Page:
Has short rhizomes and even 50 cm long pseudobulbs. They have one or more erect inflorescences with an about 40 cm rachis and 5-10 flowers per raceme © G. Mazza

Recently they have created techniques for improving the germinative capacity of the seeds of the plant at risk of extinction. The asymbiotic germination in vitro of immature seeds is one of these and is utilized for accelerating and increasing the efficiency of the germination keeping the genetic variability inherent în the seeds. For the plants of commercial utilization, rather than the seeds propagation, recourse is done to the micropropagation utilizing the apex of the shoot or the cultivation of axillary buds.

The genus Dendrobium following the description of various species included in it,  has been created by the  Swedish botanist and taxonomist Olof Peter Swartz (1760-1816) in the publication Nova Acta Regiae Societatis Scientiarum Upsaliensis. Uppsala ser. 2, 6: 82 (1799). This genus is characterized by inflorescences forming in the upper part of the shoot, from lateral sepals that form a structure, called mentum, with the foot of the column and four pollen masses. An evolutionary particularity, unique and exclusive to this genus, is that the rostellum is hollow and swollen and when just touched releases an opaque liquid similar to a glue for improving the adhesion of the pollen grains to the stigma.

The taxonomy of the genus Dendrobium is fairly complex due to the morphological diversity, the ample range of distribution, the great number of species and the morphological differences within the same species due also to convergence phenomena.

Flower of Dendrobium archipelagense.

The wide opening flowers, of pale green colour turning yellow-green with age, measure 4,0-5,5 x 3,5 cm © G. Mazza

Indeed it is well known that many species of Dendrobium  are morphologically similar  and their identification is based on particular morphological characters visible only during the flowering. With the results of the molecular analyses it has been possible to improve the taxonomy, even if there are still uncertainties and the debate among the. specialists is still existing;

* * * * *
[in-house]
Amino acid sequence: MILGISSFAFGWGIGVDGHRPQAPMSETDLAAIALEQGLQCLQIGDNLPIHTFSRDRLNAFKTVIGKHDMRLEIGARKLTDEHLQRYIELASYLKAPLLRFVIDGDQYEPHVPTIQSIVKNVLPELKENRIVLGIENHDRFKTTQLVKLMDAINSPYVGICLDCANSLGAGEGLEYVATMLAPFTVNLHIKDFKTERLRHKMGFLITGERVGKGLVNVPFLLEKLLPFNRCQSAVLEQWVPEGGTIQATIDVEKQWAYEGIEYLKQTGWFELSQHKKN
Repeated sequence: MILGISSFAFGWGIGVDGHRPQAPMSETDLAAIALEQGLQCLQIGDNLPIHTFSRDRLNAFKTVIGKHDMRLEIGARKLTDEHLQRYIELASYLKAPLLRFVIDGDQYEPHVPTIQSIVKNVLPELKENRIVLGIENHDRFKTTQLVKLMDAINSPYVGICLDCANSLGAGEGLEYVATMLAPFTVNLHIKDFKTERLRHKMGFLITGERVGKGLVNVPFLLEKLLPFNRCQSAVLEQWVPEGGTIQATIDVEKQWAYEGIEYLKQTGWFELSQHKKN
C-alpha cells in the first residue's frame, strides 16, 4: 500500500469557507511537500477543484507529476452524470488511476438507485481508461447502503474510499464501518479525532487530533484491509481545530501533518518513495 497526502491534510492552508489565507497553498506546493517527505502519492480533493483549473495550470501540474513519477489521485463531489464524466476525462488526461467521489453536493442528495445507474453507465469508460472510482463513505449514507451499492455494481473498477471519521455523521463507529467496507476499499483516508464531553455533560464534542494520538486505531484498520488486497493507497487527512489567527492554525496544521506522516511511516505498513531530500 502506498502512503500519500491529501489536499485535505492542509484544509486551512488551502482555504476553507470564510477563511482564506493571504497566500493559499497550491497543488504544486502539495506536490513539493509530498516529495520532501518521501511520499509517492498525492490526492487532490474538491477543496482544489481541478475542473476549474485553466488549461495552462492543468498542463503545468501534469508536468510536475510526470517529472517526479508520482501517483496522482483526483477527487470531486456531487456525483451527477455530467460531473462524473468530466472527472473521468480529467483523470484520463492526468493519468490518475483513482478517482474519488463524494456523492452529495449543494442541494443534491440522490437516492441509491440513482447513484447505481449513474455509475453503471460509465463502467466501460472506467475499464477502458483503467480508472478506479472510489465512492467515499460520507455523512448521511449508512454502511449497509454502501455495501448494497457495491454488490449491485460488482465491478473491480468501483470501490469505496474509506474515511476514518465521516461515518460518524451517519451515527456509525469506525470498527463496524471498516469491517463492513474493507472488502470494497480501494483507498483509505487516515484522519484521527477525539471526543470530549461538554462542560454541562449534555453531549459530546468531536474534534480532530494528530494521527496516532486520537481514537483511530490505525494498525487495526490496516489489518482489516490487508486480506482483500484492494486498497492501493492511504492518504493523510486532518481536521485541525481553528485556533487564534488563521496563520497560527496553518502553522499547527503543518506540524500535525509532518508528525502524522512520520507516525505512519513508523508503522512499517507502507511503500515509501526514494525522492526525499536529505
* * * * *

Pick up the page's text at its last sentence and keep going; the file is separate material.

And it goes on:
In 2025, Chase and collaborators have suggested a new classification of the family Orchidaceae (An updated classification of Orchidaceae. – Botanical Journal of Linnean Society 177: 151-174 2015) that takes into account the data of literature recently published.

Dendrobium archipelagense is an epiphytic plant with short rhizomes and 50 x 1-2 cm sub cylindrical pseudobulbs swollen at the base, thinner at the apex, with persistent nodal sheaths shorter than the internodes. The leaves are distichous, lanceolate-ovate, coriaceous, 7,5-9,5 x 2,0-3,0 cm; slightly concave in the upepr pagina with entire margin and slightly indented apex (emarginate).

Usually their colour varies from green to yellow-green depending on the exposition to the light. The inflorescences, one or more per pseudobulb, are racemose, erect, normally inserted at the apex, with an about 9 cm long peduncle and with axis (rachis) of about 40 x 0,2-0,3 cm. The flowers, with wide (4,0-5,5 x 3,5 cm) opening, are 5-10 per raceme, of pale green colour turning yellow-green with age.